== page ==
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 Post subject: Early Longwall Mining
PostPosted: Tue Dec 16, 2008 9:06 am 
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Location: SW Indiana
I recently picked up the book Geology of Coal - Drifts, Slopes and Shafts, Workings of Coal Copyright 1907.

It has tons of interesting information, but I was most intriguied to see a lengthy section of Longwall Methods. I had no idea that longwalling had been around that long.

I had assumed that longwalling started when the more modern machines had be invented, but this clearly demonatrates that they were using props a centruy ago.

Has anyone seen one of these first hand, obviously there are the roof fall issues.


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PostPosted: Tue Dec 16, 2008 11:41 am 
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Location: Central Ohio
We have several original photographs in our Jeffrey archives that have these machines. Yep longwall has been around for a long time.

Now combine that with our short wall machines we have or coal cutters that are intended for room & pillar work. . .that is the basics of old Bituminous coal mining. I think we have a few of our shortwall machines that we have restored back to working order posted somewhere on the mining projects. We have 2 Goodman & (1) Jeffrey. . . .we just found a really small Jeffrey that we are trying to get. . . lucky if it weighs 800lbs. Our others weigh 6,000lbs. Coal cutters are still used today in several of the large scale mines. Not really used for mining coal but for installing cross cuts & safety zones for the miners to stand in on haualge ways. Not too many of these machines are around any more. Would love to see one in action though.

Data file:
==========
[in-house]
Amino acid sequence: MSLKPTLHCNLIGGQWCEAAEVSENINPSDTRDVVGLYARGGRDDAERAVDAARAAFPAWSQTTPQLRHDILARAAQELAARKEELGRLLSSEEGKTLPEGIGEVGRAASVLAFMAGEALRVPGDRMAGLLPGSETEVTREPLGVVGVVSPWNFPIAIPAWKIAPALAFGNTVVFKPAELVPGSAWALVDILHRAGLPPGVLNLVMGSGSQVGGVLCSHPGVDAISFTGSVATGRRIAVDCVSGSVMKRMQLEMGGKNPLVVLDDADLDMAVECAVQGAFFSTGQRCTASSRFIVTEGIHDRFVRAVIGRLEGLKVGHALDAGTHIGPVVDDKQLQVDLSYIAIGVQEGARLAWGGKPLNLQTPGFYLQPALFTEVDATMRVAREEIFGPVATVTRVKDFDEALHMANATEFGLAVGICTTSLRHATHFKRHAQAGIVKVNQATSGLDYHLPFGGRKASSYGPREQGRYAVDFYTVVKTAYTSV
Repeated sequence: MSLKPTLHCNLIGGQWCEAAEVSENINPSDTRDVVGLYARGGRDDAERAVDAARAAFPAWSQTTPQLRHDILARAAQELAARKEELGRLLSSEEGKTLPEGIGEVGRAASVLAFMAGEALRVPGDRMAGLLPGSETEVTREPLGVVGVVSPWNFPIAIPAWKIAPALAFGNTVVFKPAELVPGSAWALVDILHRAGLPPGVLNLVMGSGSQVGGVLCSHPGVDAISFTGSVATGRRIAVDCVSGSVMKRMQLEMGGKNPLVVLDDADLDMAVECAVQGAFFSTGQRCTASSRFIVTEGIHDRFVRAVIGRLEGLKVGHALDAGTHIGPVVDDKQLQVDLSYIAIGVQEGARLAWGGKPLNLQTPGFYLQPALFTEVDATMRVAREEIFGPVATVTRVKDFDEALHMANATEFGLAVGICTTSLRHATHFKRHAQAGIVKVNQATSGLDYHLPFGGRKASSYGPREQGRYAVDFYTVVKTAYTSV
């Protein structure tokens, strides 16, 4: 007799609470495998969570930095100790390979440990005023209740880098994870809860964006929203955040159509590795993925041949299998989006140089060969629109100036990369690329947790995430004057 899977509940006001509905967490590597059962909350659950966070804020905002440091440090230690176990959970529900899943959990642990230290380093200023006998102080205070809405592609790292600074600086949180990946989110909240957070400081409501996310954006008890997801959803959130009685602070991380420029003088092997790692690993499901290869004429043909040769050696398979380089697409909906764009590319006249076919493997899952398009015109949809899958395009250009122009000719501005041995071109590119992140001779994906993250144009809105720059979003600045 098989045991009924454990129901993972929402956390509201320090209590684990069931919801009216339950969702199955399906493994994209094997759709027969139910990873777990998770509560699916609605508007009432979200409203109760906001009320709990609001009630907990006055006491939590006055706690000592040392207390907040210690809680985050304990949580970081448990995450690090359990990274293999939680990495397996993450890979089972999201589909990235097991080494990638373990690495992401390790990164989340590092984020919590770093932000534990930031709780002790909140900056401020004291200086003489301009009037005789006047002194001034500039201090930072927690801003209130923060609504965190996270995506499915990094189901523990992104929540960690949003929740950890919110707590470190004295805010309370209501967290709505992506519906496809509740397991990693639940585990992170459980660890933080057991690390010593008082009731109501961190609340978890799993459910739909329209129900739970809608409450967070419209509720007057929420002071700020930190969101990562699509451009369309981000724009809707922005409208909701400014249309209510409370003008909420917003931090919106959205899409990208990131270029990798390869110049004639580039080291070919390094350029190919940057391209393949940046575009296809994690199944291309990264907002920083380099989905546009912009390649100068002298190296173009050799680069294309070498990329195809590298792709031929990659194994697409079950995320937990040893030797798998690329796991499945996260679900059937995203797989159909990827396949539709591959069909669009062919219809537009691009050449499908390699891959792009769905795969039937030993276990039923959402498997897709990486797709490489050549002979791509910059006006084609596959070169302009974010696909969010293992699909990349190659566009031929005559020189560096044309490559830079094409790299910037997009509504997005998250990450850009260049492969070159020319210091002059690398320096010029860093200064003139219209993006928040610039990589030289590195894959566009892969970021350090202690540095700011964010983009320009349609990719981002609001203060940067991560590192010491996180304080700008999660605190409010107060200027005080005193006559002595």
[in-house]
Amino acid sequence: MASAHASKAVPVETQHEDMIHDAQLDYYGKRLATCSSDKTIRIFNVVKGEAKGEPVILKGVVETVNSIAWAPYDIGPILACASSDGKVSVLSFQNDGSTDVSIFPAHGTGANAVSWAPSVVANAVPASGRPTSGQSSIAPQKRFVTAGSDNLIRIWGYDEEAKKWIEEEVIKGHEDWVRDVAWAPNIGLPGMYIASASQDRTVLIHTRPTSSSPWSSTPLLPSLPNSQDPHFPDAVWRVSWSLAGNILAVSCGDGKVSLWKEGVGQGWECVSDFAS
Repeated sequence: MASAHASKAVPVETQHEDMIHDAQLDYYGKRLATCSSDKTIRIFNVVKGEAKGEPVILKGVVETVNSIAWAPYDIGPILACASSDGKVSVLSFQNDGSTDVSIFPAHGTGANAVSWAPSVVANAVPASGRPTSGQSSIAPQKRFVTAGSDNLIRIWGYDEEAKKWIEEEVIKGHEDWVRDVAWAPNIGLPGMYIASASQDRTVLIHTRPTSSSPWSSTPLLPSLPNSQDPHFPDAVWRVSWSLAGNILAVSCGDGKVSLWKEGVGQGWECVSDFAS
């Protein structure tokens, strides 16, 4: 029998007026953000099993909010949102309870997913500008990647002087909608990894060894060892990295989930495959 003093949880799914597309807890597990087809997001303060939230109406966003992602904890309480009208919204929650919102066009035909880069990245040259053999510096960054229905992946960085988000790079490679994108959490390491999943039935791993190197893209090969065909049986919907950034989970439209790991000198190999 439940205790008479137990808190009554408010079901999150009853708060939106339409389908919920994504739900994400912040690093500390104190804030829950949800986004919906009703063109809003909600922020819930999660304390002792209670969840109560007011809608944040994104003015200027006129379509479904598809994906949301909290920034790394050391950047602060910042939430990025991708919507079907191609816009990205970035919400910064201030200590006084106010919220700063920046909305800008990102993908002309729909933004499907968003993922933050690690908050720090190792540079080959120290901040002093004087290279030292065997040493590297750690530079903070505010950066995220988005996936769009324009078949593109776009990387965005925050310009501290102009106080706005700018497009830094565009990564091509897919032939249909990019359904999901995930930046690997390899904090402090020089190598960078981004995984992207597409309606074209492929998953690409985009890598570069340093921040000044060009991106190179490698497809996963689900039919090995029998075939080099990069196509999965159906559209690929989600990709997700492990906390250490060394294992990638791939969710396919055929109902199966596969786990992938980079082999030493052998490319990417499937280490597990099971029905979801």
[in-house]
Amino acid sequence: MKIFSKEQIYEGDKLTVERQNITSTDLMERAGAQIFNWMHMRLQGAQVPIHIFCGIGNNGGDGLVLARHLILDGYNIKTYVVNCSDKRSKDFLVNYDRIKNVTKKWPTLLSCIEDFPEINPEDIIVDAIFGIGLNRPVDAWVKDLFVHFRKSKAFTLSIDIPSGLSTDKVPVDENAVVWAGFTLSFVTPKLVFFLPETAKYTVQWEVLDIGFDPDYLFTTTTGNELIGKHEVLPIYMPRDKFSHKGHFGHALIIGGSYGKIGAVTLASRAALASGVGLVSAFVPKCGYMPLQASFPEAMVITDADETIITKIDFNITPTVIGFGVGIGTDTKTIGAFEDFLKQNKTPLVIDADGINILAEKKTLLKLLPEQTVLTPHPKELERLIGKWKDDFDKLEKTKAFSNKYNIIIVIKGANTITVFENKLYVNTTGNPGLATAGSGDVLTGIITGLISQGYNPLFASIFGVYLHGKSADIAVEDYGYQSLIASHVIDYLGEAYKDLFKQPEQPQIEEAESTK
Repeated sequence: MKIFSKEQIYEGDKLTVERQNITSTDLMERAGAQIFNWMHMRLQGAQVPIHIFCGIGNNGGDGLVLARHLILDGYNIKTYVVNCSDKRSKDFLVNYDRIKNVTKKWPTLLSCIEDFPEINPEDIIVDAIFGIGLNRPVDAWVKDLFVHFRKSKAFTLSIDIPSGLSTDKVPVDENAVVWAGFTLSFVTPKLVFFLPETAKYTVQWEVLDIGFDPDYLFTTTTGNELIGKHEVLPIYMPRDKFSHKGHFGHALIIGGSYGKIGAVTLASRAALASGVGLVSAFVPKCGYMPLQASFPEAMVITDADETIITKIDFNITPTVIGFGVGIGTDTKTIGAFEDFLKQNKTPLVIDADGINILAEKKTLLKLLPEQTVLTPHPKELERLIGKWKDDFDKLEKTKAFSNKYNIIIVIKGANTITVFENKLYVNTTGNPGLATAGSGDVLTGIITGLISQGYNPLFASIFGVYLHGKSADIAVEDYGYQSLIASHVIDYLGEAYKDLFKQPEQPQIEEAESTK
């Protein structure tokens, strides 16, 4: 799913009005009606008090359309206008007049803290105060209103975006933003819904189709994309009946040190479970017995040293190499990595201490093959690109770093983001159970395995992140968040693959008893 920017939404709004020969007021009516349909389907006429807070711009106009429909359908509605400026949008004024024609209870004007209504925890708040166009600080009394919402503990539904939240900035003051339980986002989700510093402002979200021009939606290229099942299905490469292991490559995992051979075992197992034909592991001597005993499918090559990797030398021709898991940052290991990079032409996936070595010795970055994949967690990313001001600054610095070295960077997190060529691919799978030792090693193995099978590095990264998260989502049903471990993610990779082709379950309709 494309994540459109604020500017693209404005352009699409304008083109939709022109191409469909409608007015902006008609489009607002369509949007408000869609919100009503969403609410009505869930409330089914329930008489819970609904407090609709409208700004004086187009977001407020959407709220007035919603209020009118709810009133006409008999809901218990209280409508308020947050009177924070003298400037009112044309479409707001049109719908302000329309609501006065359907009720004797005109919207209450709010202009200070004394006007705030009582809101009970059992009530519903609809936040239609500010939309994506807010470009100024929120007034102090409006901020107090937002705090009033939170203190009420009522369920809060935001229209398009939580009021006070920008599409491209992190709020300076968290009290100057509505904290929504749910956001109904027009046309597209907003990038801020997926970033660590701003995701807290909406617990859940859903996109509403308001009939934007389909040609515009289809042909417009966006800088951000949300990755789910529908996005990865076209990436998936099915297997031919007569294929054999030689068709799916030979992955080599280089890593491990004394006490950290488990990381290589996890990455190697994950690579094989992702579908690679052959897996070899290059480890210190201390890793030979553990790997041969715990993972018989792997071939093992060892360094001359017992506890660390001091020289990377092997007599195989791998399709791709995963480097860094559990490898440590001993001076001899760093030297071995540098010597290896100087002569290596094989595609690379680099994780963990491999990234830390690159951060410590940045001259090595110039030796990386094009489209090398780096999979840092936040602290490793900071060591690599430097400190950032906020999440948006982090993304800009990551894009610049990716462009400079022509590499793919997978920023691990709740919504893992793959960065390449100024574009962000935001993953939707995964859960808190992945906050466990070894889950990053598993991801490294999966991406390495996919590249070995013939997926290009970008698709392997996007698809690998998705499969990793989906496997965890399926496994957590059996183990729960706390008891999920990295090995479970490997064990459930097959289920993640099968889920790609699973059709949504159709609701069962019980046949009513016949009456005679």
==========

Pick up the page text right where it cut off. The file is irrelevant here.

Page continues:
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PostPosted: Tue Dec 16, 2008 12:11 pm 
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Location: Within 60 Miles of the Northern Anthracite Field
i know hudson coal co. experimented it early on in the 1900s at the coalbrook colliery in carbondale. the maps are pretty interesting to study. whats interesting is they only did the bottom 2 veins. you would think that would cause massive subsidence to the veins and levels above?

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PostPosted: Tue Dec 16, 2008 4:47 pm 
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I also know the Glen Alden performed some longwall in the 20's in the four foot bed at the Baker colliery. Chris you have that map also I believe ?


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PostPosted: Tue Dec 16, 2008 4:54 pm 
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Chris Dave Philbin told me about a formula they use to determine how far UP a roof fall would travel. Before it affected the surface. Wish I could remember it. Probably enough rock between the beds, that it was not able to work its way up. to the one above.That formula only applies to fairly flat veins, I presume where long wall could only be performed anyway ? Im guessing here. I believe it was 1 to 10. In other words if the area mined was only 2 feet high, a disturbance would travel only 20 feet. An opening 4 feet high would travel 40 feet, etc. before it affected the surface or vein above. Alot of variables, and still just guessing here.